If No One Speaks Of Remarkable People
By, Sergio Burns
If no one speaks of remarkable people, how will the world ever hear of them? The thought muscles its way into my mind as I walk across the spacious reception area of the University of the West of Scotland. I am meeting Olivia Khan, and a text from her informs me that she is wearing a bright orange top. She should not be difficult to find.
The SRUC (Scotland’s Rural College) student arrives with a friendly smile, shakes my hand with a good, solid grip, that tells me she is genuine, and comes with a personality and warmth that would light up any room. I can see immediately she has steel in her gaze, and real ambition in her soul.
“I do, yes,” She says with enthusiasm when I ask if she has plans for the future. “A very exciting ambition and super scary. I started to think what I could do in the bigger scale of things. So, I looked at the United Nations for jobs and they have internships. They are unpaid and I would have to fund them. So, I thought, there is no way I can get that money together. How the heck am I going to do that? I mentioned it to Dawn Parker (Corporate Parenting Officer of South Ayrshire’s Champions Board)… and she said there are ways to get funding… keep telling people and ask for help. So I sent out an email to the council and Mark Baker (Service Lead – Corporate Planning and Improvement at South Ayrshire Council)has taken this up as a personal project and is working with me. He has been a wonderful help, and got me in touch with you in fact… through his contacts.”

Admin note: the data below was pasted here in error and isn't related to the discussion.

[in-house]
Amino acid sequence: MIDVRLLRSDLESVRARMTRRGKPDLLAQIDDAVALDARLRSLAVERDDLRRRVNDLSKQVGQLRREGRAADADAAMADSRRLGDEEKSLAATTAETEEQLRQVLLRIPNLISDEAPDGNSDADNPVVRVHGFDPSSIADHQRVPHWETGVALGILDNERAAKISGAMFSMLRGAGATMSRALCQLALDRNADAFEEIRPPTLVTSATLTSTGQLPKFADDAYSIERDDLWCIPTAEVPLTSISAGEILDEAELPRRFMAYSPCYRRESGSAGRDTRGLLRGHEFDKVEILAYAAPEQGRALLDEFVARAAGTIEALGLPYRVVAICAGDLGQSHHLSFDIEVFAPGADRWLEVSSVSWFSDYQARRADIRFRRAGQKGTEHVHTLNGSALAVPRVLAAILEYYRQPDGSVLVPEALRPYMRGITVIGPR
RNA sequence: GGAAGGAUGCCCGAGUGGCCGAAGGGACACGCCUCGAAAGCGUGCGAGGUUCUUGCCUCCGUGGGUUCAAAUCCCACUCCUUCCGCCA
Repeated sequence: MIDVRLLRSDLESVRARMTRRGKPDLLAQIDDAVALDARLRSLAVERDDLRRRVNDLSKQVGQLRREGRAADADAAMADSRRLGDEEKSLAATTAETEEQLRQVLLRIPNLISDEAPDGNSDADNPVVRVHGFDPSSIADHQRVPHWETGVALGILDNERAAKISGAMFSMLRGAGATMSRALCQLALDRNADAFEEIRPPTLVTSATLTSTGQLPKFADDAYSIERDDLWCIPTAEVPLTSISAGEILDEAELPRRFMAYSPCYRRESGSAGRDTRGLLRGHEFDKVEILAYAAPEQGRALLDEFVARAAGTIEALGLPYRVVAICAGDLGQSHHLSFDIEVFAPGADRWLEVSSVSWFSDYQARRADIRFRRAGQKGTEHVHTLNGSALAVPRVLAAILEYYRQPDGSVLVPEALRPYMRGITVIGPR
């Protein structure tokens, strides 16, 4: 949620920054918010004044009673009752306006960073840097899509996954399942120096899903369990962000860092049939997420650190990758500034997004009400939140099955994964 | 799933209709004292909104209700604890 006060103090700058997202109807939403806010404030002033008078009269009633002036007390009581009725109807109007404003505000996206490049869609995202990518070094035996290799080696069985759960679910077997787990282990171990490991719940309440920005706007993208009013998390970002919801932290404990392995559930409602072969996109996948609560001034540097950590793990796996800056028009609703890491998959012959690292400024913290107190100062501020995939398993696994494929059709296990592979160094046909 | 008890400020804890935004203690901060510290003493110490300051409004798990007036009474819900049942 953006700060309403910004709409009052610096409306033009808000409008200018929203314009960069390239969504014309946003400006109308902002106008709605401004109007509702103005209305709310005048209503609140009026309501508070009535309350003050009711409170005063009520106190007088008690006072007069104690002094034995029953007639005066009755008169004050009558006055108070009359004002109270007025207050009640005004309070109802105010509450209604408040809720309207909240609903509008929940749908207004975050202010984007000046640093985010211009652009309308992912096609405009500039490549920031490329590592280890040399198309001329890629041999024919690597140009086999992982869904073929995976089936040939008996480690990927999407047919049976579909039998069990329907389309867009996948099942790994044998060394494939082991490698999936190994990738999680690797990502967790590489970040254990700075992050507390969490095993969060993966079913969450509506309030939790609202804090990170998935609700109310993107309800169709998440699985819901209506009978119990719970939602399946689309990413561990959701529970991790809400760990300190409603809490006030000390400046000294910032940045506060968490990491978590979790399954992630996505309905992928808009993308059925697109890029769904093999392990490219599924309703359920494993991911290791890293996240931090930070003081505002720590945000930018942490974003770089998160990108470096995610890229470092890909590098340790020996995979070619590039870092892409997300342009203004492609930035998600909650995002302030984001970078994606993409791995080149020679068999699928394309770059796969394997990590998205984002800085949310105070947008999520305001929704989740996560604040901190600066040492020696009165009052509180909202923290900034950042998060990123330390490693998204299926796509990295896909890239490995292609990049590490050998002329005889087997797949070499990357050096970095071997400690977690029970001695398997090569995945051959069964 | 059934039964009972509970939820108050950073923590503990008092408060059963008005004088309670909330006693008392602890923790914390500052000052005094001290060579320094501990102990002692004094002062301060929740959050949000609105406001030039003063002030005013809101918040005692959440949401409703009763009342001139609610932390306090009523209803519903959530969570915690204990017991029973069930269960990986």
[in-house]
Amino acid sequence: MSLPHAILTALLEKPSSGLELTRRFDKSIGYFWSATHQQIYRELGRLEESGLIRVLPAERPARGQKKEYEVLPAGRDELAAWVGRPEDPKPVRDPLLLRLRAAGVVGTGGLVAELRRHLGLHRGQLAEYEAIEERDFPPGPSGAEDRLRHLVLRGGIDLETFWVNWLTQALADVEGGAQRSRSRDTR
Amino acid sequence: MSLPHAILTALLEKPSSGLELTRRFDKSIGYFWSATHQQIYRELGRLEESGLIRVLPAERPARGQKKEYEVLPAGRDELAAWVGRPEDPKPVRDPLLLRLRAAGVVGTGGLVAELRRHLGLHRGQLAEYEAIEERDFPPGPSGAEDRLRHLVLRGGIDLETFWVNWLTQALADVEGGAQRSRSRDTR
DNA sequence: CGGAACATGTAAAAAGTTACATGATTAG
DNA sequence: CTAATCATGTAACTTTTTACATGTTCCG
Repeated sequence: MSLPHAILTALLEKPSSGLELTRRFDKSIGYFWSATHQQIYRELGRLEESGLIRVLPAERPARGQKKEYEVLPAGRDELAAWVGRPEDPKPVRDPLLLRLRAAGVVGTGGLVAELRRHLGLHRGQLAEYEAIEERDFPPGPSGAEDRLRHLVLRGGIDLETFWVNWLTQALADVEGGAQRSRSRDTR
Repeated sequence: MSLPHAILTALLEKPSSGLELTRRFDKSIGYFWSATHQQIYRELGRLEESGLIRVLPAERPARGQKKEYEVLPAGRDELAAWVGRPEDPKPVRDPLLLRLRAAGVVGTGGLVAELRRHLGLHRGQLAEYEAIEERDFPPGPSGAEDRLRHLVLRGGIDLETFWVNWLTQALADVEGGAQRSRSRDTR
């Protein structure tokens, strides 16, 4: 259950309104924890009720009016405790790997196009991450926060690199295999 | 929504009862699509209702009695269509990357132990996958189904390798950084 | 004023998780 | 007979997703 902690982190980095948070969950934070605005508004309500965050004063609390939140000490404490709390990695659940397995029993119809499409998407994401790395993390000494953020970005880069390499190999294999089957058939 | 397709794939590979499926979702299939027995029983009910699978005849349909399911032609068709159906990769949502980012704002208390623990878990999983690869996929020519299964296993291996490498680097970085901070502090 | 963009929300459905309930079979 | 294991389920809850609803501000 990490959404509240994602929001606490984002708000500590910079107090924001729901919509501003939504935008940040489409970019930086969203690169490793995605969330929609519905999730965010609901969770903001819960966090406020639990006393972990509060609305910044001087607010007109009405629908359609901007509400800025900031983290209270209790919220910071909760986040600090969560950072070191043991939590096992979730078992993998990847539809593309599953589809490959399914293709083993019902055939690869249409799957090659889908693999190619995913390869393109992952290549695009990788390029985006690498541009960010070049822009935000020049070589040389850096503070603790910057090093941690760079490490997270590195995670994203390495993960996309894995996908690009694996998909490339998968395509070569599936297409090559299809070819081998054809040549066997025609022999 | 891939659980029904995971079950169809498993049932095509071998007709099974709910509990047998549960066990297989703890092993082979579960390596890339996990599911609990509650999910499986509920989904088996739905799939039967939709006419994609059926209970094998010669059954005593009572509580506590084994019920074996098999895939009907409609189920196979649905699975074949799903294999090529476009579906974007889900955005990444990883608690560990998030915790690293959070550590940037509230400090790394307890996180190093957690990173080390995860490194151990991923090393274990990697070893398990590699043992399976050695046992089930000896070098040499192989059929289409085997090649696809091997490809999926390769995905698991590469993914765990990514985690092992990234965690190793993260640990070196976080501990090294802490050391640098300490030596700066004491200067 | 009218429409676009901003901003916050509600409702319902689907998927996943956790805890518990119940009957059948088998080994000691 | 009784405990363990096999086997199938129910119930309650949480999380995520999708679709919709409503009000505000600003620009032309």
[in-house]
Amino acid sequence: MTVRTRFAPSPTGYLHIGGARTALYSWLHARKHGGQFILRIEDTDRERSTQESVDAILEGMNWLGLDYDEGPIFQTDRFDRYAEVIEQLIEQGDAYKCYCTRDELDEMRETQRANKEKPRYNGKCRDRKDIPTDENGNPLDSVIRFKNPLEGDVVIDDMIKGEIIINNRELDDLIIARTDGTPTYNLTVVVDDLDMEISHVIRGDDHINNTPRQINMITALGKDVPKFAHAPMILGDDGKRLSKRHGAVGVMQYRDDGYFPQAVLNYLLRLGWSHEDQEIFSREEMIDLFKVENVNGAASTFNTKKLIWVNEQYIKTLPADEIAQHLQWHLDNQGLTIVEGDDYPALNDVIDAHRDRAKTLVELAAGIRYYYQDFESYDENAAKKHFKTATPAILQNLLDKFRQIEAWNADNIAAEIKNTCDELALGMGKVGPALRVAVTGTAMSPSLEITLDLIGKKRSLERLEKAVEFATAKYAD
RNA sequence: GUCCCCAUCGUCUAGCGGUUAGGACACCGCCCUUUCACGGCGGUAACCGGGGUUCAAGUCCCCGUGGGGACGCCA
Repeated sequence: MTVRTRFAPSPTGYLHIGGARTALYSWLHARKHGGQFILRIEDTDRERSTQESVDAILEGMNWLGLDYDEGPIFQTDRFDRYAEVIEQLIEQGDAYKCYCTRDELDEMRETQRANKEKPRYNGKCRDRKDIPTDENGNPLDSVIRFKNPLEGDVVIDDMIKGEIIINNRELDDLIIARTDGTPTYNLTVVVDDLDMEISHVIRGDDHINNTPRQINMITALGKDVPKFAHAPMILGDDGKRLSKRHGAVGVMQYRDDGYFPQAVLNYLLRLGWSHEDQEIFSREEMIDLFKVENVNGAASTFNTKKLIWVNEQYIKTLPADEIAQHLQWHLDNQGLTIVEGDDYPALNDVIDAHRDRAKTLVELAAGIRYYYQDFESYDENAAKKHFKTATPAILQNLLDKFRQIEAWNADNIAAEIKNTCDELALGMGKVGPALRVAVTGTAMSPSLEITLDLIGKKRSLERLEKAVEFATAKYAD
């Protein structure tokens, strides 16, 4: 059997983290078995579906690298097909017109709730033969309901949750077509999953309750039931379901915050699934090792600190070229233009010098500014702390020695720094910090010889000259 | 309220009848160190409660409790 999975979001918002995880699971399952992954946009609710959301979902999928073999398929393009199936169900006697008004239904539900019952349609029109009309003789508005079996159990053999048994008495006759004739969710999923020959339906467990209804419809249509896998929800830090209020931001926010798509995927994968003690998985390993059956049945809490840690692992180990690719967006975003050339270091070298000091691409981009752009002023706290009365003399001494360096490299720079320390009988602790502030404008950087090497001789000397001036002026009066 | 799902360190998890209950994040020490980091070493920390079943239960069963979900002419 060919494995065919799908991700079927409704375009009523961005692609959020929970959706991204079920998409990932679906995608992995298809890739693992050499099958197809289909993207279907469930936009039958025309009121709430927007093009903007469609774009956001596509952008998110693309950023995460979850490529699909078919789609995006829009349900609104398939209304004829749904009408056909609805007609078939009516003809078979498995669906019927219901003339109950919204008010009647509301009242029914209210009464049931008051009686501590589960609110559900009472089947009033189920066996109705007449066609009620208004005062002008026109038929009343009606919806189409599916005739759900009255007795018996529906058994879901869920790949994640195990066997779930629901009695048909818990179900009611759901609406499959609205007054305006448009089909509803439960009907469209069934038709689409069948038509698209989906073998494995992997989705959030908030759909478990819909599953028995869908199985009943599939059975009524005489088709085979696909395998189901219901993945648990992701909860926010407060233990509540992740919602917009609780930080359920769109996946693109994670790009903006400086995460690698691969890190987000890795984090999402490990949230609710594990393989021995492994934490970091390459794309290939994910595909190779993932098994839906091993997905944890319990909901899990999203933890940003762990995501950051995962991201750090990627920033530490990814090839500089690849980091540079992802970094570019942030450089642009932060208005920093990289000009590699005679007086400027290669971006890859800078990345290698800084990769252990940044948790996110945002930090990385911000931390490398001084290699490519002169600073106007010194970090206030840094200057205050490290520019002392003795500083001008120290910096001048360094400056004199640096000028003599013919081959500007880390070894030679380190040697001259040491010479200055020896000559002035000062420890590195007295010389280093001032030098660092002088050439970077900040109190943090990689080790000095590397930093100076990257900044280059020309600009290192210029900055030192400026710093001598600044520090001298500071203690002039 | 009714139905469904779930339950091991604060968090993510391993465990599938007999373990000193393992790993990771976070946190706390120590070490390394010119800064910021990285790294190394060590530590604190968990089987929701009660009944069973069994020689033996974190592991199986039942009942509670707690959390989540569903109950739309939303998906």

Her face lights up like Blackpool illuminations when she talks about her ambitions. She pauses, draws breath and I can see her mind racing as she thinks.
“It is an internship at the United Nations,” She says of her ambition. “I would love to do economic policy or there is some humanitarian work, there is an internship called peacekeeping. That is so cool, what does that even mean? There are all these wonderful locations… Vienna, Switzerland and New York. I have spoken to a woman who works in the United Nations for refugee children… and she was telling me that the bureaucracy is hard and explained what my workload could be like. The internship is going to be what I make of it though, and if I make a name for myself and if I show I am willing to do the work… then there is scope out there for me to prove myself and prove my worth.”
She doesn’t miss a beat, her enthusiasm manifest in her wide eyes. Yet, it is light years from her difficult childhood.
“I was born in Glasgow…a Jehovah’s Witness,” she revealed “When I was about seven years old – my mum was usually depressed throughout my childhood – she took an absolute nosedive. Divorced my stepdad, stepdad took his kids and the whole family fell apart, we lost our house and for a period of three to four years it was just chaos.”
Somehow, during this period, the family stayed one step ahead of the Social Work department, often disappearing and moving from address to address.
“Then…my mum had another kid,” she said. “So having another little baby in the house was wonderful. I spent a lot of time bringing up my sister, but looking back it was not ideal for a ten year old. One day the midwife visited when I was alone with my new born sister and she was very concerned”
Inevitably, given the circumstances, Olivia and her sister were taken into care and placed with separate foster families in Glasgow.
“So I stayed there for a couple of months,”she told me. “Unfortunately I ran away with my mum…